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Birds make their triumphant return to exhibits at Philadelphia Zoo as avian flu dies down

The zoo's birds were kept indoors for month to protect them from the avian flu.

Penguins at the Philadelphia Zoo.
Penguins at the Philadelphia Zoo.Read moreCourtesy of The Philadelphia Zoo

The birds are back in town.

After months of being kept indoors by The Philadelphia Zoo to protect them from the deadly bird flu, some of the zoo’s avian residents are back in their exhibition areas, just in time for the school year and field trips. The birds that have returned to their outdoor spaces include penguins, flamingos, hornbills, and emus.

“We know how much everyone has missed seeing our feathered friends and are happy to have them back on exhibit for you to visit soon!” the zoo posted on Instagram Saturday.

In April, the zoo was in the highest state of alert and activated biosecurity patrols after reports of millions of birds across the country succumbing to the virus. The zoo disinfected shoes when people walked into the bird areas, and zookeepers wore masks, gloves, and face shields while working with the birds.

But the most drastic measure the zoo took was to move all of its birds indoors until the flu outbreak leveled out.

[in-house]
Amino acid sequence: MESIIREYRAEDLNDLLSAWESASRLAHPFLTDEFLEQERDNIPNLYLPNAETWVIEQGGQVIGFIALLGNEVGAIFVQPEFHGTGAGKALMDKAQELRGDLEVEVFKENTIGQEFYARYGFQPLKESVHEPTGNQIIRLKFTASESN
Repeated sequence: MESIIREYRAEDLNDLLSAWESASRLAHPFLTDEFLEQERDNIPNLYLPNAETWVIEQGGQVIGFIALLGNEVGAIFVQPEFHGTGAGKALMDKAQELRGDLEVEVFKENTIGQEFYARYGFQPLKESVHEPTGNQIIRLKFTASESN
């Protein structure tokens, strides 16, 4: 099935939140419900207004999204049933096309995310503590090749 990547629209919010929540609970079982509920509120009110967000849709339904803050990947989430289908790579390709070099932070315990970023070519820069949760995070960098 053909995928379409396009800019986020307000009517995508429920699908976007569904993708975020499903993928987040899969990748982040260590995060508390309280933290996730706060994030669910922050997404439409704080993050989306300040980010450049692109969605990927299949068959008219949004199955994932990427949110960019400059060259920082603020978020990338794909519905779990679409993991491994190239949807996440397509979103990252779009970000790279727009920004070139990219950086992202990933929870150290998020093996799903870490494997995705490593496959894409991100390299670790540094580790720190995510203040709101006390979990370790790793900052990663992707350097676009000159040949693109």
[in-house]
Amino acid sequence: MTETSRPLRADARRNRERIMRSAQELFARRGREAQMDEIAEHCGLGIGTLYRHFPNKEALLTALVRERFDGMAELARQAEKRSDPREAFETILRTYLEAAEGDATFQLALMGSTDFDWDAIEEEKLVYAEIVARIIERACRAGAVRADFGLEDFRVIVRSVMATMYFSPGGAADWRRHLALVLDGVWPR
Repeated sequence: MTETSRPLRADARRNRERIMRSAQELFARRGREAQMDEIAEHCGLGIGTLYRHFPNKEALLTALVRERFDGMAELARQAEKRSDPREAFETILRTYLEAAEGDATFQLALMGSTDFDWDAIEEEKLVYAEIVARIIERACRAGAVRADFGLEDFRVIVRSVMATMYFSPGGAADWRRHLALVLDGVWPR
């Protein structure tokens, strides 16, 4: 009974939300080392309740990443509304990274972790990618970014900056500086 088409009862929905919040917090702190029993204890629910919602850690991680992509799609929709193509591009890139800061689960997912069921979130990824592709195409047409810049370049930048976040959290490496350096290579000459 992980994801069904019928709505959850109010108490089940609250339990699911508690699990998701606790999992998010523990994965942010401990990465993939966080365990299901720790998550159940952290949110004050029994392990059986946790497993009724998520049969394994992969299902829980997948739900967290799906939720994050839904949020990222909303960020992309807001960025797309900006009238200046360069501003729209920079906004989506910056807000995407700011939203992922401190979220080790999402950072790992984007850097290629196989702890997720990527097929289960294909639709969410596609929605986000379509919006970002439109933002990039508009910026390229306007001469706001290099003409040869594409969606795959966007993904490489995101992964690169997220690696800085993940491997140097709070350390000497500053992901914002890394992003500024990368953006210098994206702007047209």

The highly pathogenic avian influenza is caused by a virus that’s related to but not the same as the seasonal flu in people, a zoo health official previously said. Birds shed the virus through their droppings and nasal discharge, making it hard to control the spread of the virus.

By spring, tens of millions of chickens and turkeys had been euthanized across the country to limit the spread of the virus. To avoid the same outcome, the zoo tested all its birds before putting them all into protective quarantine.

When bird flu cases are found in poultry, officials order the entire flock to be killed because the virus is so contagious. Previously, the U.S. Department of Agriculture said that zoos could potentially avoid widespread euthanasia by isolating infected birds and euthanizing a small number of them.